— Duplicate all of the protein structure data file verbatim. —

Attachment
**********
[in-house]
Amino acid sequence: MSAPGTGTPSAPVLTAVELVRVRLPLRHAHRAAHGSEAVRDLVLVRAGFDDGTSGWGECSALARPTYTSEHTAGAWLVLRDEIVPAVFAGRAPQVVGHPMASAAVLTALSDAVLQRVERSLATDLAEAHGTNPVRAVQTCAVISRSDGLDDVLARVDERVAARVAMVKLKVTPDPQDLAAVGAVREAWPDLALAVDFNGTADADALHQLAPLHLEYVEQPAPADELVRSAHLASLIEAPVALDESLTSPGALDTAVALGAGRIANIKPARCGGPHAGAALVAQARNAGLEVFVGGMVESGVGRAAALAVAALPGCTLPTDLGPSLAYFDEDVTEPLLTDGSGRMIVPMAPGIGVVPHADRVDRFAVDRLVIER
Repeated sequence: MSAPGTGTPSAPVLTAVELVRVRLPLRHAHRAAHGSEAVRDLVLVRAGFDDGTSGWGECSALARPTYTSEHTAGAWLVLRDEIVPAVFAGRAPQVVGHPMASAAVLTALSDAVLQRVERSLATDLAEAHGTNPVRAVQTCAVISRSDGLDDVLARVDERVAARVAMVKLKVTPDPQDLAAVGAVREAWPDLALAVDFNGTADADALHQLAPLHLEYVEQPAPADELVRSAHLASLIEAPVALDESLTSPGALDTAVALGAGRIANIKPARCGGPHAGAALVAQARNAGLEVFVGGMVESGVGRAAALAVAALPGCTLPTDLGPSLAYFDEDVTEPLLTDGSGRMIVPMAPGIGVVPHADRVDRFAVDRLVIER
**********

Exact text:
[in-house]
Amino acid sequence: MSAPGTGTPSAPVLTAVELVRVRLPLRHAHRAAHGSEAVRDLVLVRAGFDDGTSGWGECSALARPTYTSEHTAGAWLVLRDEIVPAVFAGRAPQVVGHPMASAAVLTALSDAVLQRVERSLATDLAEAHGTNPVRAVQTCAVISRSDGLDDVLARVDERVAARVAMVKLKVTPDPQDLAAVGAVREAWPDLALAVDFNGTADADALHQLAPLHLEYVEQPAPADELVRSAHLASLIEAPVALDESLTSPGALDTAVALGAGRIANIKPARCGGPHAGAALVAQARNAGLEVFVGGMVESGVGRAAALAVAALPGCTLPTDLGPSLAYFDEDVTEPLLTDGSGRMIVPMAPGIGVVPHADRVDRFAVDRLVIER
Repeated sequence: MSAPGTGTPSAPVLTAVELVRVRLPLRHAHRAAHGSEAVRDLVLVRAGFDDGTSGWGECSALARPTYTSEHTAGAWLVLRDEIVPAVFAGRAPQVVGHPMASAAVLTALSDAVLQRVERSLATDLAEAHGTNPVRAVQTCAVISRSDGLDDVLARVDERVAARVAMVKLKVTPDPQDLAAVGAVREAWPDLALAVDFNGTADADALHQLAPLHLEYVEQPAPADELVRSAHLASLIEAPVALDESLTSPGALDTAVALGAGRIANIKPARCGGPHAGAALVAQARNAGLEVFVGGMVESGVGRAAALAVAALPGCTLPTDLGPSLAYFDEDVTEPLLTDGSGRMIVPMAPGIGVVPHADRVDRFAVDRLVIER